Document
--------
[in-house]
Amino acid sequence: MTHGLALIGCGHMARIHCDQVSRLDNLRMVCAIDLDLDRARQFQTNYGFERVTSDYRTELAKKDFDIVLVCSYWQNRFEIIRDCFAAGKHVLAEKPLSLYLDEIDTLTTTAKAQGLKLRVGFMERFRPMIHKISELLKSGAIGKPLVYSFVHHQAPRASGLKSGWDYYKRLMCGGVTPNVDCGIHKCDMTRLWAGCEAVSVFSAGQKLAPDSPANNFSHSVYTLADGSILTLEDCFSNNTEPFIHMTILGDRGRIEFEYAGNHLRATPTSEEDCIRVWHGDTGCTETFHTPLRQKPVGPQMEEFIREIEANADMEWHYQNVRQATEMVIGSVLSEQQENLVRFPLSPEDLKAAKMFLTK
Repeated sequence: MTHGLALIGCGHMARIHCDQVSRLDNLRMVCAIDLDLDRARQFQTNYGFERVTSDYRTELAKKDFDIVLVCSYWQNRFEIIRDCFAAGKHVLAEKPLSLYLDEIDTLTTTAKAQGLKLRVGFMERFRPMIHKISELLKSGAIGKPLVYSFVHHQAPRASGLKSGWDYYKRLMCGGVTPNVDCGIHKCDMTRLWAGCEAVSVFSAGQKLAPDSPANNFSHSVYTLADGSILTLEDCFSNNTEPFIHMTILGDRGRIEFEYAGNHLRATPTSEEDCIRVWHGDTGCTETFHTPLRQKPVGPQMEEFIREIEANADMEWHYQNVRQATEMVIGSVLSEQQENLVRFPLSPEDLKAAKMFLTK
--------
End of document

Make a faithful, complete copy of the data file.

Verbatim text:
[in-house]
Amino acid sequence: MTHGLALIGCGHMARIHCDQVSRLDNLRMVCAIDLDLDRARQFQTNYGFERVTSDYRTELAKKDFDIVLVCSYWQNRFEIIRDCFAAGKHVLAEKPLSLYLDEIDTLTTTAKAQGLKLRVGFMERFRPMIHKISELLKSGAIGKPLVYSFVHHQAPRASGLKSGWDYYKRLMCGGVTPNVDCGIHKCDMTRLWAGCEAVSVFSAGQKLAPDSPANNFSHSVYTLADGSILTLEDCFSNNTEPFIHMTILGDRGRIEFEYAGNHLRATPTSEEDCIRVWHGDTGCTETFHTPLRQKPVGPQMEEFIREIEANADMEWHYQNVRQATEMVIGSVLSEQQENLVRFPLSPEDLKAAKMFLTK
Repeated sequence: MTHGLALIGCGHMARIHCDQVSRLDNLRMVCAIDLDLDRARQFQTNYGFERVTSDYRTELAKKDFDIVLVCSYWQNRFEIIRDCFAAGKHVLAEKPLSLYLDEIDTLTTTAKAQGLKLRVGFMERFRPMIHKISELLKSGAIGKPLVYSFVHHQAPRASGLKSGWDYYKRLMCGGVTPNVDCGIHKCDMTRLWAGCEAVSVFSAGQKLAPDSPANNFSHSVYTLADGSILTLEDCFSNNTEPFIHMTILGDRGRIEFEYAGNHLRATPTSEEDCIRVWHGDTGCTETFHTPLRQKPVGPQMEEFIREIEANADMEWHYQNVRQATEMVIGSVLSEQQENLVRFPLSPEDLKAAKMFLTK